In addition, each referee has a staff of family law professionals usually consisting of a family counselor and a child support specialist. Some county court budgets do not allow for full staffing of these positions and the referee will play a larger role.

You will meet your referee at the Early Intervention Conference. This is where the referee will discuss with you and your spouse what you believe the issues are in your case. Attorneys play a limited role at this conference and the goal is to communicate with the referee so that problem issues can be identified and addressed, at least temporarily.

Whenever possible, it is usually best to attempt to work things out with your spouse during a divorce. Obviously this is easier said than done; after all, you are involved in a divorce. Sometimes the prospect of a clean break coupled with a new start motivates parties to cooperate. The effect of cooperation between the parties during divorce is to minimize the involvement and interference of the FOC.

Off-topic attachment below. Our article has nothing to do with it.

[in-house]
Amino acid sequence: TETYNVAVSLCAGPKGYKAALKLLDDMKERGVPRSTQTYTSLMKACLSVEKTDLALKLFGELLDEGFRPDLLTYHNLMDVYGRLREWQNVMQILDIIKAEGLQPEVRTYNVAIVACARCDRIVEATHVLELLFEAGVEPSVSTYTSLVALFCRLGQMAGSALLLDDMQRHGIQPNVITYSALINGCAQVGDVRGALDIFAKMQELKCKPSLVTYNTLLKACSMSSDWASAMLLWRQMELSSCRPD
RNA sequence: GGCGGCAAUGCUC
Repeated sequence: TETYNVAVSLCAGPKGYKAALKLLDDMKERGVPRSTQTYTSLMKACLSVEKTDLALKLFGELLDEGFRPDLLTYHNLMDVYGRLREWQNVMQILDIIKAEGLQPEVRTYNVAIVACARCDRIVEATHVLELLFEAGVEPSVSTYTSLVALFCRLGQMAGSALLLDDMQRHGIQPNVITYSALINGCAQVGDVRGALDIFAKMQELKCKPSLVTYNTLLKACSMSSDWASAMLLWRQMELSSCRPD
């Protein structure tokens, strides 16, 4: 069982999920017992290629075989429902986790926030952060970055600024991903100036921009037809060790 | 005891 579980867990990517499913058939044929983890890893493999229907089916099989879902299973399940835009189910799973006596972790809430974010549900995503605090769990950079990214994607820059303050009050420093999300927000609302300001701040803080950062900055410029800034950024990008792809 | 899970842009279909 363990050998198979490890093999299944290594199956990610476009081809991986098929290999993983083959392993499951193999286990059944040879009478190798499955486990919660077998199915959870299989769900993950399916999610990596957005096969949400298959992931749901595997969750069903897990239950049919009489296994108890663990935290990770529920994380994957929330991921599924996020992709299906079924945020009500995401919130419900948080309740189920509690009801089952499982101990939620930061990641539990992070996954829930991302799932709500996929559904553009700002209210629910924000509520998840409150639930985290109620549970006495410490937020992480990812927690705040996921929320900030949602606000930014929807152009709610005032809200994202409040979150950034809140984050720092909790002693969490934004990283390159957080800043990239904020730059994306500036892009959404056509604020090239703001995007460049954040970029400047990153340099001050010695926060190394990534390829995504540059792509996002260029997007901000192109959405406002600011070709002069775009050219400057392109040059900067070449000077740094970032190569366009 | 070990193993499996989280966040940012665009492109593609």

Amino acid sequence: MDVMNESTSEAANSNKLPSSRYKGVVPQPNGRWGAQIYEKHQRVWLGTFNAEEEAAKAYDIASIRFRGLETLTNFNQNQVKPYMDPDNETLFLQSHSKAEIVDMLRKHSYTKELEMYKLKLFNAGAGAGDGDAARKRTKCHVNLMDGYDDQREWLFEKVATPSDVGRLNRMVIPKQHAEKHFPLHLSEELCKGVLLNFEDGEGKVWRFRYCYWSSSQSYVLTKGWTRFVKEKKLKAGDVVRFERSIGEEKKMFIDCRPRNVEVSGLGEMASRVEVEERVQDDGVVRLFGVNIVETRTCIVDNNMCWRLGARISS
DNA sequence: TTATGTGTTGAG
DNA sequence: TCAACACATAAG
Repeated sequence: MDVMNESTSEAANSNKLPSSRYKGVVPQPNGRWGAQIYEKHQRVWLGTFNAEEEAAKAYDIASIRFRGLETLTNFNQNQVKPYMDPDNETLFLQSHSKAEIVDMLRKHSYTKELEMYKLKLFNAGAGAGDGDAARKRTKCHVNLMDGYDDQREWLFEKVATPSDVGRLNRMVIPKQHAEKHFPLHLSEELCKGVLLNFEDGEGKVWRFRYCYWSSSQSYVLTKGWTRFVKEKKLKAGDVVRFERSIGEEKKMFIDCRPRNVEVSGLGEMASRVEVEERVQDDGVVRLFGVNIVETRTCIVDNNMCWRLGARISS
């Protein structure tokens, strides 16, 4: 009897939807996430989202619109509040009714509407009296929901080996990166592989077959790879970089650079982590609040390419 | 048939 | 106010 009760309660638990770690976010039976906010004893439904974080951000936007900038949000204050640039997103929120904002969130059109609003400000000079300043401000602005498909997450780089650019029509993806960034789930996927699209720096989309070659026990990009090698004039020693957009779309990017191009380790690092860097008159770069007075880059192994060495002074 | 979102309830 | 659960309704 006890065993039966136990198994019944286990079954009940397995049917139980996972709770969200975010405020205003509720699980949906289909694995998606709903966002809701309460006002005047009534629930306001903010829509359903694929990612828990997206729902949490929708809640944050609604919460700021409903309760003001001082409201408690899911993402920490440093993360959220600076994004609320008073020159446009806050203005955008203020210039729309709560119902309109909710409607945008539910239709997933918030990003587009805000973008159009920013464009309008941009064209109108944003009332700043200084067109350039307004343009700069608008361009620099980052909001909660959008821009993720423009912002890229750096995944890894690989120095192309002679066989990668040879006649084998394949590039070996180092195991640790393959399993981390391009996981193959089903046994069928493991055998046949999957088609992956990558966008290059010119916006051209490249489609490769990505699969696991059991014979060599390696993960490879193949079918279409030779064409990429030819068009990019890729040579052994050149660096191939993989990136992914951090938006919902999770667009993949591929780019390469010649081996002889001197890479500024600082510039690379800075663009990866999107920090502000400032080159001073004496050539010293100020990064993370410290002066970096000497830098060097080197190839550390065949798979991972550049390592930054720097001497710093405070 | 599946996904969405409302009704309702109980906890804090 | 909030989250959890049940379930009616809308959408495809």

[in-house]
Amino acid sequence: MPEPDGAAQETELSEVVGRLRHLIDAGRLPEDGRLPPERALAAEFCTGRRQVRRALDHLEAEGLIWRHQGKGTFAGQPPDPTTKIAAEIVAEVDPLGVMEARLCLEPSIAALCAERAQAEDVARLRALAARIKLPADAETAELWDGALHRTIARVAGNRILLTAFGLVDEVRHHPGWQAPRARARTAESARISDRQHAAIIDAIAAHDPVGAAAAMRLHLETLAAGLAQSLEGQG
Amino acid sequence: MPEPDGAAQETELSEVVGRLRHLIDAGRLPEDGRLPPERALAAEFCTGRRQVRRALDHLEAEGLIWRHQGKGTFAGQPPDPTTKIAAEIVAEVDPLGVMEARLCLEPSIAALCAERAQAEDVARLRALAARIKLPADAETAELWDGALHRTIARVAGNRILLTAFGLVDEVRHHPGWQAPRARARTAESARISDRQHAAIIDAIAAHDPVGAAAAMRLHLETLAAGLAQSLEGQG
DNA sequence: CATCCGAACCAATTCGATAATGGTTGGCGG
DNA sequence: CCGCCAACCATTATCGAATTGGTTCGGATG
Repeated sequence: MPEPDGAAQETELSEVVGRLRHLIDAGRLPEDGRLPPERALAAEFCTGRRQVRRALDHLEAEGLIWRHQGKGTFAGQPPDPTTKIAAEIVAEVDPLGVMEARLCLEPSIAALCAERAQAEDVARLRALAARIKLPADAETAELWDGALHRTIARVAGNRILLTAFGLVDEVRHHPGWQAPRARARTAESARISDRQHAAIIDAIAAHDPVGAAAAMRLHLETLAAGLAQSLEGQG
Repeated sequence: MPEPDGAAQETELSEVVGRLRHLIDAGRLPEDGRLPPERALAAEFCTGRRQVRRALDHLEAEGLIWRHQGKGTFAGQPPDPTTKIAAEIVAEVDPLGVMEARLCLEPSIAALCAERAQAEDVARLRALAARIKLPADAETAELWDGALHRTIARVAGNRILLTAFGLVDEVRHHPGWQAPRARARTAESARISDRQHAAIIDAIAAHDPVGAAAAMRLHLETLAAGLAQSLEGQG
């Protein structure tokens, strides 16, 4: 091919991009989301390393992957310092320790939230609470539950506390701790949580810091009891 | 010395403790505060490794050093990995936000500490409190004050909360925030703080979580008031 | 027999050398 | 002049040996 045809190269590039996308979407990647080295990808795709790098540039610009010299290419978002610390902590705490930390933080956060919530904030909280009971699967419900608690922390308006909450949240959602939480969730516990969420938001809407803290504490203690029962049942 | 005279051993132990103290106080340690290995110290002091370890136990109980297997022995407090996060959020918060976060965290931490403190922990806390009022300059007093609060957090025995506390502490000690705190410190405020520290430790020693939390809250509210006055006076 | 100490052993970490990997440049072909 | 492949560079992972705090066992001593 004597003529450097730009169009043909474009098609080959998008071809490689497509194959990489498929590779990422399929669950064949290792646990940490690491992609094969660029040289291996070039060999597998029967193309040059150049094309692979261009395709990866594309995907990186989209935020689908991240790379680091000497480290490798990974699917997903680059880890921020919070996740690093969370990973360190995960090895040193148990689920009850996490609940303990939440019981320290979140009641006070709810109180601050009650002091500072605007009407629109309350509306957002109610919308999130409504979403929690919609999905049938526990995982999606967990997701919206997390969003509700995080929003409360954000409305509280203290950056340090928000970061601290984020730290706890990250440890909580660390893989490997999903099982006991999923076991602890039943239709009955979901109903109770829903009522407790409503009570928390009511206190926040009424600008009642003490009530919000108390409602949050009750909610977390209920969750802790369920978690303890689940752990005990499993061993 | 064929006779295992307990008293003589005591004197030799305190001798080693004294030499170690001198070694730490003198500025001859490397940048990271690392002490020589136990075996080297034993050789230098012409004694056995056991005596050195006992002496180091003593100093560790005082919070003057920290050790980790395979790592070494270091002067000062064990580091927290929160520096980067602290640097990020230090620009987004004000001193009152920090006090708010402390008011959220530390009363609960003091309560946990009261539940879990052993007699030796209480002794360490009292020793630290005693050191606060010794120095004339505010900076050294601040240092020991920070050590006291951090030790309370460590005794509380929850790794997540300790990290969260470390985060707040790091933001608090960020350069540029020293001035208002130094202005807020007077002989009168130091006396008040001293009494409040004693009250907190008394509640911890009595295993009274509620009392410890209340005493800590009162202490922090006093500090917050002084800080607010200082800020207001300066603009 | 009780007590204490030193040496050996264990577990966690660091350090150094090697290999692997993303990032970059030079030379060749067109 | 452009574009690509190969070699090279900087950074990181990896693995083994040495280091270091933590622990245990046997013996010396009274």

Custody and Frequency of Parenting Time

My spouse is a real jerk and I want custody of our children. How can I be sure that I am awarded custody? And can I limit the frequency of my spouse’s parenting time?

Custody is determined on a case-by-case basis in Michigan. The court will award custody according to the “best interests” of the children and must take eleven statutory factors into account.

They are:

  • Love, affection and emotional ties of each parent to the children
  • Capacity of each parent to provide love affection and guidance to the children
  • Capacity of each parent to provide the children with food, clothing and medical care
  • Length of time the children have lived in a stable, satisfactory environment
  • Permanence, as a family unit, of the existing or proposed custodial home
  • The relative moral fitness of the respective parents
  • The relative physical and mental health of the parents
  • The home, school, and community record of the children
  • The reasonable preference of the children (the older the child, the more weight this factor will have with the court)
  • The willingness or ability of one parent to foster and encourage a close and continuing relationship between the children and the other parent
  • Domestic violence, whether directed against or witnessed by the children